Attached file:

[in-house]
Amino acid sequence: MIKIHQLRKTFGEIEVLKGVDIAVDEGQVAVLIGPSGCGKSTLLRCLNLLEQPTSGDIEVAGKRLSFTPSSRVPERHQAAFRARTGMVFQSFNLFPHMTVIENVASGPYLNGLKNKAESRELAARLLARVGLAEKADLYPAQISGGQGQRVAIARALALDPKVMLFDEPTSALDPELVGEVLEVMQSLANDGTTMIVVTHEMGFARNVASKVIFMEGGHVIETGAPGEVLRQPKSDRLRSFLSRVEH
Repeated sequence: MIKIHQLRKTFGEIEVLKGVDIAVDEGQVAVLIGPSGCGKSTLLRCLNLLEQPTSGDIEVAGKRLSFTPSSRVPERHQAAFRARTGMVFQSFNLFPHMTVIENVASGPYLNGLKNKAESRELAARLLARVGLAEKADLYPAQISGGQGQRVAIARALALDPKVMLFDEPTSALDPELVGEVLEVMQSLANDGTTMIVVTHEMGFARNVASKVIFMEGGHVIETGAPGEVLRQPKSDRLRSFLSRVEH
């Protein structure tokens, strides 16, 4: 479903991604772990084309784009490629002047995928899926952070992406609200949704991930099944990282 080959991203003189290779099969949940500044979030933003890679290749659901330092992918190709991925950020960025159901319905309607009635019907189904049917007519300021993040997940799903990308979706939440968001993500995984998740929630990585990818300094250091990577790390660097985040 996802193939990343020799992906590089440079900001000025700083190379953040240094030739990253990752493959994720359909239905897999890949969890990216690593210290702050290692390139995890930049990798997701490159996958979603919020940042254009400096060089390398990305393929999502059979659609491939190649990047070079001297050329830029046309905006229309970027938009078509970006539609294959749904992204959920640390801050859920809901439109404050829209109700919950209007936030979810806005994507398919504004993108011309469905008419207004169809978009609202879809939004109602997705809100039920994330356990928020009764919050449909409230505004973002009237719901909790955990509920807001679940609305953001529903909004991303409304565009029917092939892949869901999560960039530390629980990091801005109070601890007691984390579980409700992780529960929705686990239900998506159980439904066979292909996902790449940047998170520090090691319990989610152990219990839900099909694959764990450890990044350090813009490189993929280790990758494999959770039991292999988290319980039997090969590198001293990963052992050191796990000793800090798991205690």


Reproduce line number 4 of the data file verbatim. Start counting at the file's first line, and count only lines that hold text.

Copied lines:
């Protein structure tokens, strides 16, 4: 479903991604772990084309784009490629002047995928899926952070992406609200949704991930099944990282 080959991203003189290779099969949940500044979030933003890679290749659901330092992918190709991925950020960025159901319905309607009635019907189904049917007519300021993040997940799903990308979706939440968001993500995984998740929630990585990818300094250091990577790390660097985040 996802193939990343020799992906590089440079900001000025700083190379953040240094030739990253990752493959994720359909239905897999890949969890990216690593210290702050290692390139995890930049990798997701490159996958979603919020940042254009400096060089390398990305393929999502059979659609491939190649990047070079001297050329830029046309905006229309970027938009078509970006539609294959749904992204959920640390801050859920809901439109404050829209109700919950209007936030979810806005994507398919504004993108011309469905008419207004169809978009609202879809939004109602997705809100039920994330356990928020009764919050449909409230505004973002009237719901909790955990509920807001679940609305953001529903909004991303409304565009029917092939892949869901999560960039530390629980990091801005109070601890007691984390579980409700992780529960929705686990239900998506159980439904066979292909996902790449940047998170520090090691319990989610152990219990839900099909694959764990450890990044350090813009490189993929280790990758494999959770039991292999988290319980039997090969590198001293990963052992050191796990000793800090798991205690």